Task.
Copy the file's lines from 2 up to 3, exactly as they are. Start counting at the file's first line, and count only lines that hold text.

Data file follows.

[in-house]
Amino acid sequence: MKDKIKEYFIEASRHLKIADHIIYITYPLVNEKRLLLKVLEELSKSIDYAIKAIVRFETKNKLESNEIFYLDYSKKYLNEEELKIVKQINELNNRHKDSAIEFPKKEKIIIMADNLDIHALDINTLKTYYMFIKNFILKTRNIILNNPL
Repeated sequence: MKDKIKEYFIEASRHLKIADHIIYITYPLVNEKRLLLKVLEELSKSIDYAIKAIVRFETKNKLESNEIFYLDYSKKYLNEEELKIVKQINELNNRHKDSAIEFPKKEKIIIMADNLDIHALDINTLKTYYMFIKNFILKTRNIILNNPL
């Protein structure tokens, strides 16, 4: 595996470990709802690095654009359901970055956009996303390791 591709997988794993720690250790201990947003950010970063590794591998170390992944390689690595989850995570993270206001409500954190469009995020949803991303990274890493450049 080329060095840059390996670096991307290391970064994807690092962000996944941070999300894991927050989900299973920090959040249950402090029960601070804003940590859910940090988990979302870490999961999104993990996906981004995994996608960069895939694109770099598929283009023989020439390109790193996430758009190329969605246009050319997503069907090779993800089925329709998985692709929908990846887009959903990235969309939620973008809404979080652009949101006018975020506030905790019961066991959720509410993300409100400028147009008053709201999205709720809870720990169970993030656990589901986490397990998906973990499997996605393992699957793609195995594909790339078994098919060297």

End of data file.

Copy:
Amino acid sequence: MKDKIKEYFIEASRHLKIADHIIYITYPLVNEKRLLLKVLEELSKSIDYAIKAIVRFETKNKLESNEIFYLDYSKKYLNEEELKIVKQINELNNRHKDSAIEFPKKEKIIIMADNLDIHALDINTLKTYYMFIKNFILKTRNIILNNPL
Repeated sequence: MKDKIKEYFIEASRHLKIADHIIYITYPLVNEKRLLLKVLEELSKSIDYAIKAIVRFETKNKLESNEIFYLDYSKKYLNEEELKIVKQINELNNRHKDSAIEFPKKEKIIIMADNLDIHALDINTLKTYYMFIKNFILKTRNIILNNPL